Tuesday, October 21, 2014

The Wizard of Ives

Yesterday,  I mentioned finding inspiration for some trivial verse creations in the Facebook post of a former student. Today I'm presenting another social media creation inspired by the Twitter posting of another former student. Thus wrote Wesley J. Newcomb, a talented composer, singer, etc-er.
"I have decided that composers are the closest things to wizards in real life."
Reproducing this elegant statement, perfectly suited to the form and function of Twitter, is reason enough for this blog post, as I suspect there are many of us for whom the transformation of sounds into mysteriously meaningful experiences is nothing short of sorcery. (See, I just used way too many words to say what Wesley said perfectly. Twitter wins.) Coincidentally, I was sitting and watching Sunday afternoon football when I read Wesley's post and had recently seen Grantland's NFL wizard Bill Barnwell post the following insightful analysis of an amazingly well-designed fake punt return (in which a Rams' punt returner used Obi-wan-like mind control to get the entire Seahawks' coverage team to chase him to one side of the field while another Ram fielded the punt on the other side and ran it back for a touchdown):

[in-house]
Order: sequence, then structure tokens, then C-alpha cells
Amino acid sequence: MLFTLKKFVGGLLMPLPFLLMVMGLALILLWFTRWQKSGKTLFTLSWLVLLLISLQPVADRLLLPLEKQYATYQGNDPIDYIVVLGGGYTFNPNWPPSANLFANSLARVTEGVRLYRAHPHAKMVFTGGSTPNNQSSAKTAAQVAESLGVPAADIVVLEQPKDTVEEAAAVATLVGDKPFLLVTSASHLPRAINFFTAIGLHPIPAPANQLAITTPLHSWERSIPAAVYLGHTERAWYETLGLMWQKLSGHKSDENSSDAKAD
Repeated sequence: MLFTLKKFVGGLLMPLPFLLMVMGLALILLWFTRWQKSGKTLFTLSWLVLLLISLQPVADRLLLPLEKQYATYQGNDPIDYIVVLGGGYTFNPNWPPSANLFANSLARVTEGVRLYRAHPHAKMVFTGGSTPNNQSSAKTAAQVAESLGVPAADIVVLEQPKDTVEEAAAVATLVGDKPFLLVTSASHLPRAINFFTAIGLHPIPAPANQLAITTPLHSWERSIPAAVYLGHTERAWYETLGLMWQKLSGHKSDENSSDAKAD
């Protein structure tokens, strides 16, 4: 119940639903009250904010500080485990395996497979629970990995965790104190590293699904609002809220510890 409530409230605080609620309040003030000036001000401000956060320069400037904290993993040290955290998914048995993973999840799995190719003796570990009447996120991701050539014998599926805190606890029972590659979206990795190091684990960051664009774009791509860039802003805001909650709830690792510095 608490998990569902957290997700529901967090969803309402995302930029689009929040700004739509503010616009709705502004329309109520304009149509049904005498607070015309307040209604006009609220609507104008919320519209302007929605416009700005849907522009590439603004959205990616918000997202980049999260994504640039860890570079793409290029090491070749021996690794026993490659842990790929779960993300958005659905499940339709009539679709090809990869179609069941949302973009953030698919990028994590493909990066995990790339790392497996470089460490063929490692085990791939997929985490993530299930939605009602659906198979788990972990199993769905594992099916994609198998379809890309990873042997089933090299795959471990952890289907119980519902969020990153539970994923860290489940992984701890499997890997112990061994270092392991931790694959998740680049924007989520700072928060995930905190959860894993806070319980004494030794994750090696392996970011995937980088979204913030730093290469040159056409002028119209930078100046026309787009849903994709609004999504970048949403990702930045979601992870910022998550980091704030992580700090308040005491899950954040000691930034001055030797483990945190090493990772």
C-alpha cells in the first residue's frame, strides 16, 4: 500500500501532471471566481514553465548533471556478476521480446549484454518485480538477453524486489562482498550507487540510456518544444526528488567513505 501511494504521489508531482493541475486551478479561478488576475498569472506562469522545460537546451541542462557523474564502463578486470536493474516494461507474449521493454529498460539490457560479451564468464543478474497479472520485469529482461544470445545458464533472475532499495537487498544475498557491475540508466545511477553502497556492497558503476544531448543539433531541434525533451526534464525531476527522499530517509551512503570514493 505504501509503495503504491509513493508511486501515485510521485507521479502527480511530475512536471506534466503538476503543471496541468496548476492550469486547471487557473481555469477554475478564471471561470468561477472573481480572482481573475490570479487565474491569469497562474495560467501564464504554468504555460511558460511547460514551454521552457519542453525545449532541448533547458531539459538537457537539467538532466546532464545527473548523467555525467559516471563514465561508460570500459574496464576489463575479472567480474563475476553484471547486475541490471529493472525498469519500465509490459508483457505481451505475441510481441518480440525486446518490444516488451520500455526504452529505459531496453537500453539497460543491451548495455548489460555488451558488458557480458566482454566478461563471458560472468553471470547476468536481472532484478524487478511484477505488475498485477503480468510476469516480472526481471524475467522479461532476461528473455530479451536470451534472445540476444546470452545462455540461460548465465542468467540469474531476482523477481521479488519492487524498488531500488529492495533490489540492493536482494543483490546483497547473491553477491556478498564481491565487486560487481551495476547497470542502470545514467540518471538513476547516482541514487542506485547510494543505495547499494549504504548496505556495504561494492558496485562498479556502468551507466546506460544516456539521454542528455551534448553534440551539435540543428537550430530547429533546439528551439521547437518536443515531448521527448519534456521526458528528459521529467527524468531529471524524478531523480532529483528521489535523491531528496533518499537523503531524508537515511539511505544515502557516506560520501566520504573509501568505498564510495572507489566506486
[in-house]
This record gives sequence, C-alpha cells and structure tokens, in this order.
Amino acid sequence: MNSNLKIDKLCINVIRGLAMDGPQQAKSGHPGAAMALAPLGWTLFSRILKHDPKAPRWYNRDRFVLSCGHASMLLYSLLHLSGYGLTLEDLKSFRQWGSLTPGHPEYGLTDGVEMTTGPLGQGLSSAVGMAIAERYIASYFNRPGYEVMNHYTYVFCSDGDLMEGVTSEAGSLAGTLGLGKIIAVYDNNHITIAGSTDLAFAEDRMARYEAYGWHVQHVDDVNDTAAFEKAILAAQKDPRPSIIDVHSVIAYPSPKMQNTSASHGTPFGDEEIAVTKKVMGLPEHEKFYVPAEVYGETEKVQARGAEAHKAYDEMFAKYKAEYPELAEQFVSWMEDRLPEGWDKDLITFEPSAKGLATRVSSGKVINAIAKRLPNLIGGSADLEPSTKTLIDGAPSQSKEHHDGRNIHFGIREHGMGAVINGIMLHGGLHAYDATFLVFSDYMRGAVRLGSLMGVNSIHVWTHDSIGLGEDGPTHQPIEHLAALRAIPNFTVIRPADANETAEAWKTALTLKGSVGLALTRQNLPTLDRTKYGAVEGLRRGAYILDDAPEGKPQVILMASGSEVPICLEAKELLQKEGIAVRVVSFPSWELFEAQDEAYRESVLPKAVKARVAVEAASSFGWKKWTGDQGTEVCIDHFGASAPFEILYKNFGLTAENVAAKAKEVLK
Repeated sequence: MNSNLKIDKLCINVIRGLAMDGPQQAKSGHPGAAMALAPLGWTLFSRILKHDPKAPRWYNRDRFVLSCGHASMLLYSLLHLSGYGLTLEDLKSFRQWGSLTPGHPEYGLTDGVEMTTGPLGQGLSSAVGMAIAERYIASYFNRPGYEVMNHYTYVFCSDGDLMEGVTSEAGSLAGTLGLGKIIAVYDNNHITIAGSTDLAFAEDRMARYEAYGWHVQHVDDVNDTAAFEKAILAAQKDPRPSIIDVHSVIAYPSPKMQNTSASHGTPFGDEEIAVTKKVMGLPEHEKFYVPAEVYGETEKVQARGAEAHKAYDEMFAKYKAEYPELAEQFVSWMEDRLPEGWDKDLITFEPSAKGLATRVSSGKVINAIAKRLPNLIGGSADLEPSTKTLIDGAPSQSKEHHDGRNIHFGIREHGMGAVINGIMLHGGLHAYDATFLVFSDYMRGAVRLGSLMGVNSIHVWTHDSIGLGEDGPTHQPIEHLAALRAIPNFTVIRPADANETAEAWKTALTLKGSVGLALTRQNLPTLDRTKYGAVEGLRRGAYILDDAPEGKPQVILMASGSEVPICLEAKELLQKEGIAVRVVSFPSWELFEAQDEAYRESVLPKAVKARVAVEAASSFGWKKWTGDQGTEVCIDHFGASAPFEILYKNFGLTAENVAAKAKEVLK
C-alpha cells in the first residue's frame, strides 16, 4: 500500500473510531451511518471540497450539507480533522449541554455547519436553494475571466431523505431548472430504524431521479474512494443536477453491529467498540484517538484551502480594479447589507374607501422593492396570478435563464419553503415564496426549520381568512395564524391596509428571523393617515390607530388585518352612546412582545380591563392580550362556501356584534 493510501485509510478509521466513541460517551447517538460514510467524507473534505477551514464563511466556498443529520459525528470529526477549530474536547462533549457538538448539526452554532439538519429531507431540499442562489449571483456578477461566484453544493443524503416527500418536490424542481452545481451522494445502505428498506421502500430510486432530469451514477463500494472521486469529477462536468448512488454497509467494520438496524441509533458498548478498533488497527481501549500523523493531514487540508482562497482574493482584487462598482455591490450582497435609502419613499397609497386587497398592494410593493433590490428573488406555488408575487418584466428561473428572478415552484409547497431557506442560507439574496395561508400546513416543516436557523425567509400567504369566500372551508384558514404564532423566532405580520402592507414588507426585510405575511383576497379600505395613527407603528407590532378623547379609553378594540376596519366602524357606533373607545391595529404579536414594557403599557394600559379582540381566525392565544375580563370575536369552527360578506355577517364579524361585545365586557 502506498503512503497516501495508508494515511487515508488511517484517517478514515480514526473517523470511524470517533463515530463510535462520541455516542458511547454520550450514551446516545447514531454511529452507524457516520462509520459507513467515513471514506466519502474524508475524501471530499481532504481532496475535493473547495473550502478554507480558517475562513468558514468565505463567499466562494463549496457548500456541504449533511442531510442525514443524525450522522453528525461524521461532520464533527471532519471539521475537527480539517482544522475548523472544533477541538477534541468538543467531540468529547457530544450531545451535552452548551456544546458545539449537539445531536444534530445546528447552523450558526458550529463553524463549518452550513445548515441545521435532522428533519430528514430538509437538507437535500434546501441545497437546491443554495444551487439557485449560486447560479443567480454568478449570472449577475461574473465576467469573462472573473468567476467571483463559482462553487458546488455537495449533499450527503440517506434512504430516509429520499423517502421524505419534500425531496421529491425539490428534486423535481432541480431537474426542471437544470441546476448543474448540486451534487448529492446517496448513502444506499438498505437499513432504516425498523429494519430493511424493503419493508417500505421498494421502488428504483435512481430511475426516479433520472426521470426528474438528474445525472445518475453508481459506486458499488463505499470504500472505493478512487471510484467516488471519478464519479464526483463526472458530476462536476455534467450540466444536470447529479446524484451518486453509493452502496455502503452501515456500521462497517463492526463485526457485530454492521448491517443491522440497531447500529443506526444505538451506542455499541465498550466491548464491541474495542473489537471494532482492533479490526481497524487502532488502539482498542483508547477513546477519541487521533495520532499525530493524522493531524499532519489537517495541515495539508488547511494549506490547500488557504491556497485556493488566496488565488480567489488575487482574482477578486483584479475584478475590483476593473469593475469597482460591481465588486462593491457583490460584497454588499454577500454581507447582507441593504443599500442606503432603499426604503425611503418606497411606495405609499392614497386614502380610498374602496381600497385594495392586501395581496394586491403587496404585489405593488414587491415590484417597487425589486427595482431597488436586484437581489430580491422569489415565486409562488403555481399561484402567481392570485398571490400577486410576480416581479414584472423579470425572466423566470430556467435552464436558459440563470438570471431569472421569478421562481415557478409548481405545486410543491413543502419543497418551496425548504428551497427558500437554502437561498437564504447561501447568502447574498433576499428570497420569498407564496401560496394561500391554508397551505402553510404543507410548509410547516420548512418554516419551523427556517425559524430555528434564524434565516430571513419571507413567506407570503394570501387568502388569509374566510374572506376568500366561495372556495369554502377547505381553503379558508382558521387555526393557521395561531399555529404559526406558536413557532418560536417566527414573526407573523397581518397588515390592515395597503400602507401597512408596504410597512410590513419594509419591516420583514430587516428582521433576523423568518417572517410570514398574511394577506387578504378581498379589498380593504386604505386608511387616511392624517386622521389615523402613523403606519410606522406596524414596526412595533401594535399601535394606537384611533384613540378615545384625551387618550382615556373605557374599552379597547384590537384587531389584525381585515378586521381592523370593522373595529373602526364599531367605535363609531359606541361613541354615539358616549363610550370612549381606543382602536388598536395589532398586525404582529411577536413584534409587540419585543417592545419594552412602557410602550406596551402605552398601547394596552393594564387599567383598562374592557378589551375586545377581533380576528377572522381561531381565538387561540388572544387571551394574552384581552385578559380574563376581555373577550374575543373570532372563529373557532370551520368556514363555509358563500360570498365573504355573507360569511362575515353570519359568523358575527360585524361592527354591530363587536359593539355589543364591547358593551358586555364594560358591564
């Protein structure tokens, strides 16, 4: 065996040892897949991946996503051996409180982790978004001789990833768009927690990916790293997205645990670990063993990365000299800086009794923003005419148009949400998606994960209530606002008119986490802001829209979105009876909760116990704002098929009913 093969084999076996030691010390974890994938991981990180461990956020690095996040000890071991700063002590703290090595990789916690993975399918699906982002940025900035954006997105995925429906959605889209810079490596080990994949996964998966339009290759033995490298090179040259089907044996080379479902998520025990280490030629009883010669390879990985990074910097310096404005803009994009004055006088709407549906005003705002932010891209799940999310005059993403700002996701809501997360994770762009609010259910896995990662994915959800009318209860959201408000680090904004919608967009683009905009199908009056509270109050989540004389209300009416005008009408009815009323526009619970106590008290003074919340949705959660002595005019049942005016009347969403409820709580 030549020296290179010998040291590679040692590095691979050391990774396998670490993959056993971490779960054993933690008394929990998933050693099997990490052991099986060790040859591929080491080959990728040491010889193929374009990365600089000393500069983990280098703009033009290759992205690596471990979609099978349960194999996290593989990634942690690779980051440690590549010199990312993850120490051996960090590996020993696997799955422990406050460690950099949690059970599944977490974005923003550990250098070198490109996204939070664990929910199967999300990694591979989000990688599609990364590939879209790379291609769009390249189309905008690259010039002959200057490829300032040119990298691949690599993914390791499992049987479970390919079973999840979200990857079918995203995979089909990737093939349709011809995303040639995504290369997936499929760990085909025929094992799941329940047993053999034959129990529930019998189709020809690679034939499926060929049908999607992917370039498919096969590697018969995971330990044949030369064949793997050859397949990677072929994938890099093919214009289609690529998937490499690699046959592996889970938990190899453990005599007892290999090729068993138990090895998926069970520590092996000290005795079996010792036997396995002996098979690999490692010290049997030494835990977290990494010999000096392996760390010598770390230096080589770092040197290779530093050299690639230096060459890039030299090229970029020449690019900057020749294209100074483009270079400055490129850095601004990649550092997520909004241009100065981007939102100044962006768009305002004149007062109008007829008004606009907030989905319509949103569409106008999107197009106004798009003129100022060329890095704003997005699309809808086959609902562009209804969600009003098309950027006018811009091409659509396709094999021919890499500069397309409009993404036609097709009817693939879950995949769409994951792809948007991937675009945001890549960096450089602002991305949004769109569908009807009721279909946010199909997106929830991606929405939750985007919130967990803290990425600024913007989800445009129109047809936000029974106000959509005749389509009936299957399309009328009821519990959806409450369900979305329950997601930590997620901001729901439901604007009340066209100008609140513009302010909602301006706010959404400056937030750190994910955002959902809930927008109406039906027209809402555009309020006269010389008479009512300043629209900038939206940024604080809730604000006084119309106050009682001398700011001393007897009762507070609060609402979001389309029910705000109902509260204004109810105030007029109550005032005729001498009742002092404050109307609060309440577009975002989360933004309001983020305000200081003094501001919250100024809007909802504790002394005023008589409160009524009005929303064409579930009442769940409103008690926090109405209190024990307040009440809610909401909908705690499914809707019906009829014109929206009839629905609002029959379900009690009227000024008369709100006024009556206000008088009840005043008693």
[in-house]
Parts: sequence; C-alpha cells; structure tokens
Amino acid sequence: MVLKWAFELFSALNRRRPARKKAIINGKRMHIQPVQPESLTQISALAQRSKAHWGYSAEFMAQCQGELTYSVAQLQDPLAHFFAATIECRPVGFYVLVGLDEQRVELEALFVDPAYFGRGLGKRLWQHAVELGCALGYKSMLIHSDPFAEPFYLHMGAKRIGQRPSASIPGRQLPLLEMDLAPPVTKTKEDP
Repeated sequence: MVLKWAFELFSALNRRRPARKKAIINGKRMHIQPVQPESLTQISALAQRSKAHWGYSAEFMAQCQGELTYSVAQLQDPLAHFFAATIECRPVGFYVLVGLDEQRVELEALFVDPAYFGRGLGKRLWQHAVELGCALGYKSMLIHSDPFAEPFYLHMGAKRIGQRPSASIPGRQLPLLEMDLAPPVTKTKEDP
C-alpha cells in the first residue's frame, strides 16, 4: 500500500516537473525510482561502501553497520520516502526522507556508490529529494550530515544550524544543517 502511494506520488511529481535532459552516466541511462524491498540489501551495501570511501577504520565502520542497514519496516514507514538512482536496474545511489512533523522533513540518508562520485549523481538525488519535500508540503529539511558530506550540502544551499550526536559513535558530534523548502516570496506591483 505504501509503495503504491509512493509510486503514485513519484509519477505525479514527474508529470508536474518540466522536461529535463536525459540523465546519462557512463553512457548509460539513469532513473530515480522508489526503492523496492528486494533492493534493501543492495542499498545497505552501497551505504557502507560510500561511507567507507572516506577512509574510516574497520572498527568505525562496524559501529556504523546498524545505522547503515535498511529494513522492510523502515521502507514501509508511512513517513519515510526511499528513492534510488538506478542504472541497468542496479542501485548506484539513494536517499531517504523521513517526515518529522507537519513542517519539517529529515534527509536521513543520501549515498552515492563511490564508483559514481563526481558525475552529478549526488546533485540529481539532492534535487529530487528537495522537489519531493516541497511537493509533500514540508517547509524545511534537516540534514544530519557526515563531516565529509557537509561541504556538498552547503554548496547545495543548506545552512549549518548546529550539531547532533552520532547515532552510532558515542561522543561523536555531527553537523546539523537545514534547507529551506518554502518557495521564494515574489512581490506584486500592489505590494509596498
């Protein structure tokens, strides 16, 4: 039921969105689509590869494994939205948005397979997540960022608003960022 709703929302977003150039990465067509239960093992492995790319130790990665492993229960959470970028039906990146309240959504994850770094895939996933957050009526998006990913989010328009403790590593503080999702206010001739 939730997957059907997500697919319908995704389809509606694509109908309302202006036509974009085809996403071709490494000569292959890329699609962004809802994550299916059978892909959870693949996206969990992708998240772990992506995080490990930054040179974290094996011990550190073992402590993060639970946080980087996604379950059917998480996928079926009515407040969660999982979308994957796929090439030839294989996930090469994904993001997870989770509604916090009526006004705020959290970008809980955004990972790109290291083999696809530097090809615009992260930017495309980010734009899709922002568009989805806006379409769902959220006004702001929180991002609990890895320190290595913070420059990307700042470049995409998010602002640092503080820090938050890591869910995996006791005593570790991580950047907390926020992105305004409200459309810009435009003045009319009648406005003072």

"Rams then use sorcery to return a punt for a touchdown."
But back to composers-as-wizards. Since I was sitting around fairly idly, I started imagining which composers sported the most wizardly look. I knew that Charles Ives is one of Wesley's heroes, and though Ives' tough-guy, New-Englander demeanor didn't exactly scream swords and sorcery, he did have a beard. So, a little faux-photoshopping later and I had produced the following (using this as starting point):

Sadly, I've missed Ives' 140th birthday by one day, but I'd say there's plenty of wizardry here and elsewhere in his work:

No comments: